Dingwall Scottish Gaelic: Inbhir Pheofharain Scots: Dingwal
Looking across Dingwall to the Cromarty Firth
Dingwall shown within the Ross and Cromarty area
Population 5,026 (2001 census) OS grid reference Council area Highland Lieutenancy area Ross and Cromarty Country Scotland Sovereign state United Kingdom Post town DINGWALL Postcode district IV15 Dialling code 01349 Police Northern Fire Highlands and Islands Ambulance Scottish EU Parliament Scotland UK Parliament Ross, Skye and Lochaber Scottish Parliament Ross, Skye and Inverness West List of places: UK • Scotland •
Dingwall (Scots: Dingwal, Scottish Gaelic: Inbhir Pheofharain) is a town and former royal burgh in the Highland council area of Scotland. It has a population of 5,026. It was formerly an east-coast harbor but now lies inland. Dingwall Castle was once the biggest castle north of Stirling. On the town's present-day outskirts lies Tulloch Castle, parts of which may date back to the 12th-century building. In 1411 the Battle of Dingwall is said to have taken place between the Clan Mackay and the Clan Donald.
Dingwall railway station has lain on what is now called the Far North Line since circa 1865. It also serves the Kyle of Lochalsh Line, with the junction between the two lines being located within the town. The station is served with around 26 trains a day, 14 of which go to Inverness.
Dingwall formerly served as the county town of the county of Ross and Cromarty. It lies near the head of the Cromarty Firth where the valley of the Peffery unites with the alluvial lands at the mouth of the Conon, 14 miles (23 km) northwest of Inverness.
Its English name, derived from the Scandinavian Þingvöllr (field or meeting-place of the thing, or local assembly; compare Tynwald, Tingwall, Thingwall in the British Isles alone, plus many others across northern Europe), preserves the Viking connections of the town; Gaels call it Inbhir Pheofharain (pronounced [iɲiɾʲˈfjɔhəɾaiɲ]), meaning "the mouth of the Peffery") or Baile Chàil meaning "cabbage town".
The 18th-century town house, and some remains of the ancient mansion of the once powerful earls of Ross, still exist. An obelisk, 51 feet (16 m) high, was erected over the grave of Sir George Mackenzie, 1st Earl of Cromartie, near the parish church of St Clement. It was affected by subsidence, becoming known as the "Leaning Tower", and was replaced by a much smaller replica in the early years of the 20th century. However even this is now marked by signs saying "Keep Out" on the grounds that it is a dangerous structure.
King Alexander II created Dingwall a royal burgh (pronounced the same as "borough") in 1226, and James IV renewed its charter. On the top of Knockfarrel (Gaelic: Cnoc Fhearghalaigh), a hill about three miles (5 km) to the west, stands a large and very complete vitrified fort with ramparts.
More recently, Dingwall suffered widespread flooding during storms in late October 2006, during which the weather cut off much of the Highlands north of Inverness, including the A9 and Far North Line for a significant period of time.
Dingwall is the home of football team Ross County, who currently play in the Scottish First Division. Despite the town's small population, Ross County are able to attract sizable crowds to Victoria Park thereby maintaining the UK's most northerly full-time squad. The team contested the 2010 Scottish Cup Final, having knocked out Celtic in the previous round. Over 17,000 Staggies fans travelled to the showpiece event on 15 May 2010.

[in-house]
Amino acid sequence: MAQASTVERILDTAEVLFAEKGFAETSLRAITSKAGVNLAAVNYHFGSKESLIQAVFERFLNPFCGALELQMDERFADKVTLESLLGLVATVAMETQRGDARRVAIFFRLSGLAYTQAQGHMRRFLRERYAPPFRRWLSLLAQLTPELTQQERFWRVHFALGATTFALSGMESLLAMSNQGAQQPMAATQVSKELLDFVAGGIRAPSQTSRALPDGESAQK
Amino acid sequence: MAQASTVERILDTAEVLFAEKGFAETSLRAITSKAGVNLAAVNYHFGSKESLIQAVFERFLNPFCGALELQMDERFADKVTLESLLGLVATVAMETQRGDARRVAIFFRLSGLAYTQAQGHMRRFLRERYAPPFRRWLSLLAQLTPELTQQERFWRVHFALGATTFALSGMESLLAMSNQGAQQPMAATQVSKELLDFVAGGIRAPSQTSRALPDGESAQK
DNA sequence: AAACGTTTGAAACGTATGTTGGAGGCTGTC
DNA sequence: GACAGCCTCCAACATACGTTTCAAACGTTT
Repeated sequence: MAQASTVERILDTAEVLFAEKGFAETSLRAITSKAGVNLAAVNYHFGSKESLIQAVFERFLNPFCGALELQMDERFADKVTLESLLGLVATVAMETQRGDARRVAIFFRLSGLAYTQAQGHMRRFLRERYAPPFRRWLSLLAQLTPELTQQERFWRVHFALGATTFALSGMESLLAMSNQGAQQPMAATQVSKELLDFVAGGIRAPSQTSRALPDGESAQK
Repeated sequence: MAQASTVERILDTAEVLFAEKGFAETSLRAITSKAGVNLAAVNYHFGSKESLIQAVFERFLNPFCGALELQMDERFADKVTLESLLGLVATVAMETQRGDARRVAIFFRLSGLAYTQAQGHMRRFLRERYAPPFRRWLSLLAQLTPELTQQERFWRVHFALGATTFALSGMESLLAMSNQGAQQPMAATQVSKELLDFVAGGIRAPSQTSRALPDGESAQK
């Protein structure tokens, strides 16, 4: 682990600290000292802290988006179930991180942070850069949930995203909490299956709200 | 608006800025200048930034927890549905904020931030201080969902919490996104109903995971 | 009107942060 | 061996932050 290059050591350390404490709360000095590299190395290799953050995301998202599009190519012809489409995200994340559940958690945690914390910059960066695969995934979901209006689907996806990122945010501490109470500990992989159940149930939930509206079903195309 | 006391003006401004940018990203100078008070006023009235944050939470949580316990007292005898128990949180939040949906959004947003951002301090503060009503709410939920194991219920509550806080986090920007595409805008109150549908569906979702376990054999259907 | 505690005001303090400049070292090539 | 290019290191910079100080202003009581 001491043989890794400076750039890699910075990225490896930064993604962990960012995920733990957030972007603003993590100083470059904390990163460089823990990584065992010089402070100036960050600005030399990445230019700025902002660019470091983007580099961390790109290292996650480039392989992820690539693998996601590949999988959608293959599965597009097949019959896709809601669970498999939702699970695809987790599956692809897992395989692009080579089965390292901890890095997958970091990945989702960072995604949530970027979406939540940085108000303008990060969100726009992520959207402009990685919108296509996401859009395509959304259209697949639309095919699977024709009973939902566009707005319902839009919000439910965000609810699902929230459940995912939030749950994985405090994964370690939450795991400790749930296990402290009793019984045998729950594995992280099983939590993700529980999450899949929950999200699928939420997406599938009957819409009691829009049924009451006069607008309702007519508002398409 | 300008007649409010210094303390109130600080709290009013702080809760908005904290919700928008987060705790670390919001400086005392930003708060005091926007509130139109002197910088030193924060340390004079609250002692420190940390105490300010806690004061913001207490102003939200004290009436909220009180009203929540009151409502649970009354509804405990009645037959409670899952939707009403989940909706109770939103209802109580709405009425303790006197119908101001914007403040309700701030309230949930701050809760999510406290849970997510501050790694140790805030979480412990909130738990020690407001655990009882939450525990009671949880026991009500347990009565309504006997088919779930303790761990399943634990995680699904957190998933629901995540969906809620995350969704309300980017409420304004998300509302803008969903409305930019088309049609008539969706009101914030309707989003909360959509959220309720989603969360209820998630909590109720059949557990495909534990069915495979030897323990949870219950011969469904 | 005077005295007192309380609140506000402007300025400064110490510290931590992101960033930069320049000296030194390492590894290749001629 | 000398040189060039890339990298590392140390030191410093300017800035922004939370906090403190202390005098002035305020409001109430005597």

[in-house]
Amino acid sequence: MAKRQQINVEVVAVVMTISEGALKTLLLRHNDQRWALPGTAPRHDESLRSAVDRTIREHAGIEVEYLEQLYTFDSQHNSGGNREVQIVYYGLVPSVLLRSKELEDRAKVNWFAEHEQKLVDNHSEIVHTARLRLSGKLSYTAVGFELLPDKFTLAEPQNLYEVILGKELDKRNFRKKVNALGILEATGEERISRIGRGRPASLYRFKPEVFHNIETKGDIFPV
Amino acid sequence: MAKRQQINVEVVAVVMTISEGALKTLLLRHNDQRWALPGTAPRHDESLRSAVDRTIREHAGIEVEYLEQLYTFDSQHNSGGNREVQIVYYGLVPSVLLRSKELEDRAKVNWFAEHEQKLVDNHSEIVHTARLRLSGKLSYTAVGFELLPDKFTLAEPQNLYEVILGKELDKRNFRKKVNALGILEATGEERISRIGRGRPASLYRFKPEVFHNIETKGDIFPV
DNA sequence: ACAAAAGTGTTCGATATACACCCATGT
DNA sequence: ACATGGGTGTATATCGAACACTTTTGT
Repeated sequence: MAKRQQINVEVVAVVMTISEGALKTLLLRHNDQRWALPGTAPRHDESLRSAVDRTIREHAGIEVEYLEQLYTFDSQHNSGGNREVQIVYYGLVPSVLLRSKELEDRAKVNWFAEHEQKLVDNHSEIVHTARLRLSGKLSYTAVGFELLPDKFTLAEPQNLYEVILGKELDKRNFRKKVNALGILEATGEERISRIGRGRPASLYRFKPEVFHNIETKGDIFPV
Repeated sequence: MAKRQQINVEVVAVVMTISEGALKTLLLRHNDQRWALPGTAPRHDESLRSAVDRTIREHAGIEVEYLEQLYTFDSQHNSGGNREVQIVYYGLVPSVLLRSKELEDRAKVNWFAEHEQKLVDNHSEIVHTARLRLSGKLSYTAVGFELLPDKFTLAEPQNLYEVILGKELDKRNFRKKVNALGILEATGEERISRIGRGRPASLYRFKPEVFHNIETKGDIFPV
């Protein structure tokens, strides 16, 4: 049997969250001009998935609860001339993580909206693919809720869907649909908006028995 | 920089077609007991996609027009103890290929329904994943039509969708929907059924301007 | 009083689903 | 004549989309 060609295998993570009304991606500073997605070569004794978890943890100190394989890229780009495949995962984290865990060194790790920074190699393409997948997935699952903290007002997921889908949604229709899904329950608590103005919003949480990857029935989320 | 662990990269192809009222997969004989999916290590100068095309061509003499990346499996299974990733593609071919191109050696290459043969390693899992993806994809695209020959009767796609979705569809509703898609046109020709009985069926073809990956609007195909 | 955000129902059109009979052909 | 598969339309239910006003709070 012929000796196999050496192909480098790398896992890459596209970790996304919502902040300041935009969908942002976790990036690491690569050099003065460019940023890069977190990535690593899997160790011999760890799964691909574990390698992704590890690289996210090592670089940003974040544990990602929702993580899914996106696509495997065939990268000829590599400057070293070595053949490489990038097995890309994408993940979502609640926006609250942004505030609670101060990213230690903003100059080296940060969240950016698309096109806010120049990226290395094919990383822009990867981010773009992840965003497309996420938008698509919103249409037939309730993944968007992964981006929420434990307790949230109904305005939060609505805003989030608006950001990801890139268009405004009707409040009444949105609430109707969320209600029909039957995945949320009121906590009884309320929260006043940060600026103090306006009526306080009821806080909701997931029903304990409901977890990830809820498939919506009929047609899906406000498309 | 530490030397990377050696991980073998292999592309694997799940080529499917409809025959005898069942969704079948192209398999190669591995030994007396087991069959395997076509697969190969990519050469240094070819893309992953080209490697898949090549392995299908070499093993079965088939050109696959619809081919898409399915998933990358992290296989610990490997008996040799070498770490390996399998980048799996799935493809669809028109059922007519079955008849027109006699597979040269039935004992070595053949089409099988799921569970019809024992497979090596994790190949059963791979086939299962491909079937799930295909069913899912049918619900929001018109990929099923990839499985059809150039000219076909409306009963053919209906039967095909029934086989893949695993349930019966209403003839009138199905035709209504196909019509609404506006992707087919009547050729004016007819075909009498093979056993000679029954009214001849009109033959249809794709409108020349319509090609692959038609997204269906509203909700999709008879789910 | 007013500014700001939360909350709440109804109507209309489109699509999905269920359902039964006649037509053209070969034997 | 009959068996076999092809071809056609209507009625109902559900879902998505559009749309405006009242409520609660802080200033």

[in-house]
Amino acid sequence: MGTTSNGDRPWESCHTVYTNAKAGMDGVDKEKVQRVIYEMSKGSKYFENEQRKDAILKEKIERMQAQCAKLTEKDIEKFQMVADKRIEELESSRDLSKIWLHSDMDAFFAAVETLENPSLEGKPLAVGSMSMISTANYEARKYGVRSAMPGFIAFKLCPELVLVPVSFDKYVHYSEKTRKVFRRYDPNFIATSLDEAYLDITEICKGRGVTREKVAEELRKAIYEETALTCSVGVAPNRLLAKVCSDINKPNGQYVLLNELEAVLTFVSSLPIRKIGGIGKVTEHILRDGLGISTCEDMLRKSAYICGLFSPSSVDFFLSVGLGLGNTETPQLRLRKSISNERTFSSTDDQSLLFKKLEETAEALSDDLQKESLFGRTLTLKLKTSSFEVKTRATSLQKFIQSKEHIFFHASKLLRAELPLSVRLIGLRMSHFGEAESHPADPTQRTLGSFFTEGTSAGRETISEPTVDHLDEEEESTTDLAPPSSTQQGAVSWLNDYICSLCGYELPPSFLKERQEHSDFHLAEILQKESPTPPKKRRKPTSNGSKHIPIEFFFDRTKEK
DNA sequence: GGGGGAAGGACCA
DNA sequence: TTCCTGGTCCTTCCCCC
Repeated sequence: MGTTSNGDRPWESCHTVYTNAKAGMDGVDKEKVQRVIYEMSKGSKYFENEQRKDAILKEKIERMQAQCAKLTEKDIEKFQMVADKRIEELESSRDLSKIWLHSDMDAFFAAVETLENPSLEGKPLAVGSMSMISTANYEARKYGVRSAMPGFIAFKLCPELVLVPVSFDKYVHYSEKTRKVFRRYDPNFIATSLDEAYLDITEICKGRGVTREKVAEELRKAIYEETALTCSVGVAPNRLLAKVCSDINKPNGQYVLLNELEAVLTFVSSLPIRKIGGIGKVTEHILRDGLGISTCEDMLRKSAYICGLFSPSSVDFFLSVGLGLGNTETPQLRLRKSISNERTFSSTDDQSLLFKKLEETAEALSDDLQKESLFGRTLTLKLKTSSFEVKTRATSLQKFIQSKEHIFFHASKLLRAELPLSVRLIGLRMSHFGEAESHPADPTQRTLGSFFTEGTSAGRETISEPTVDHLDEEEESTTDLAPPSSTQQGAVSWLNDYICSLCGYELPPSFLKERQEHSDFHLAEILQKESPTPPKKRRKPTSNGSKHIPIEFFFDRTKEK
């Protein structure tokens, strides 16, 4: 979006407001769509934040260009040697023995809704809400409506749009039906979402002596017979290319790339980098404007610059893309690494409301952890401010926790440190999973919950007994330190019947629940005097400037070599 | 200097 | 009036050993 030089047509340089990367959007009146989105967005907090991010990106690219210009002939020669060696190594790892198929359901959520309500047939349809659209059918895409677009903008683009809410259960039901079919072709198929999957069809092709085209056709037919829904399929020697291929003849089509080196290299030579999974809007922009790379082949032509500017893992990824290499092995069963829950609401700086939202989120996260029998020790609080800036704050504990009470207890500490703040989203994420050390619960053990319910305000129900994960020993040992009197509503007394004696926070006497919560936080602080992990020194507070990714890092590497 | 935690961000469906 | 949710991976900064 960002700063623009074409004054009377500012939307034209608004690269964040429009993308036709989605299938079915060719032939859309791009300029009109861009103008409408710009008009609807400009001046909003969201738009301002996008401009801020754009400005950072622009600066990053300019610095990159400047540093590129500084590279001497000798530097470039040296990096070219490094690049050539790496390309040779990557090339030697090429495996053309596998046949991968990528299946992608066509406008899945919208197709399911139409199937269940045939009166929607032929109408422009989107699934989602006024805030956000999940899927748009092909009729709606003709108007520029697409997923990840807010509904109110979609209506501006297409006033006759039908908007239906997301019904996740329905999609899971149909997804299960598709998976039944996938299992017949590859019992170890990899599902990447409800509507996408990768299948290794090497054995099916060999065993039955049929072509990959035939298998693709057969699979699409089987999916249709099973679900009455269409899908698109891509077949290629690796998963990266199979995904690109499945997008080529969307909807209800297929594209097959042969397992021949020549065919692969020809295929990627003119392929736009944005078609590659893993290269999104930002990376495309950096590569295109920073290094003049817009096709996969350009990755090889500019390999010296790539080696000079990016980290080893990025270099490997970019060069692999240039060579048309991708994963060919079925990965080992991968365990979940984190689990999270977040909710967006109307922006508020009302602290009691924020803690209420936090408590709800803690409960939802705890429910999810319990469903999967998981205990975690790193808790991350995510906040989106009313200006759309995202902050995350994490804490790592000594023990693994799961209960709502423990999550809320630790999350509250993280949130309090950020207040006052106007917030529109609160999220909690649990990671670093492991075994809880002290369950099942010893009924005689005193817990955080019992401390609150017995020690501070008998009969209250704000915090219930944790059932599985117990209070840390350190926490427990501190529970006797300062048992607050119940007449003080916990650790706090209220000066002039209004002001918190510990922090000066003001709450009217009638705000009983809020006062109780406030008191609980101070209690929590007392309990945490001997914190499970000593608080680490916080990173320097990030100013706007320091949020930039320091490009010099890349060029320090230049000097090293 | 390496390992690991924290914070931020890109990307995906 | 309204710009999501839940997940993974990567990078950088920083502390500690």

The Highland Theological College is located within the town. It is part of the University of the Highlands and Islands and has been recently approved by the Church of Scotland for the training of ministers.
The town holds the shortest and most northerly canal in the UK, the Dingwall Canal.
Keyboard player George Campbell, a member of the successful Ross-shire band - The Side - also comes from Dingwall; The Side famously were the only support for Bon Jovi at London's O2 Arena to an audience of 23,000 people. They have also supported Texas in Luxembourg at a 30,000 capcity festival and performed several other international shows in Russia, Holland and France, as well as appearing at nearby music festivals, Rockness and Belladrum. They are also known for releasing the unofficial Ross County song "The County's Going To Hampden" for which they received chart position of 23.
Dingwall was a parliamentary burgh, combined with Dornoch, Kirkwall, Tain and Wick in the Northern Burghs constituency of the House of Commons of the Parliament of Great Britain from 1708 to 1801 and of the Parliament of the United Kingdom from 1801 to 1918. Cromarty was added to the list in 1832.
The constituency was a district of burghs known also as Tain Burghs until 1832, and then as Wick Burghs. It was represented by one Member of Parliament. In 1918 the constituency was abolished and the Dingwall component was merged into the county constituency of Ross and Cromarty.
- ^ Scots Language Centre: Scottish Place Names in Scots
- ^ Ainmean-Àite na h-Alba ~ Gaelic Place-Names of Scotland
- ^ "Comparative Population Profile: Dingwall Locality". Scotland's Census Results Online. 2001-04-29. http://www.scrol.gov.uk/scrol/browser/profile.jsp?profile=Population&mainArea=dingwall&mainLevel=Locality. Retrieved 2008-09-02.
- ^ Fellows Jensen, Gillian. 'Tingwall, Dingwall and Thingwall'. North-Western European Language Evolution, 21:22 (1993), 53-67. Publisher: Odense University Press. ISSN 01088416.
- ^ http://www.ainmean-aite.org/database.asp?intent=details&id=94
- ^ http://www.archive.org/stream/illustratedgaeli03dweluoft#page/1012/mode/2up
- ^ "Rain turns north into water world", BBC News.
- Dingwall community website
- Undiscovered Scotland - Dingwall page
- Outside Catering in Dingwall area
- Tulloch Castle
- Dingwall National Hotel
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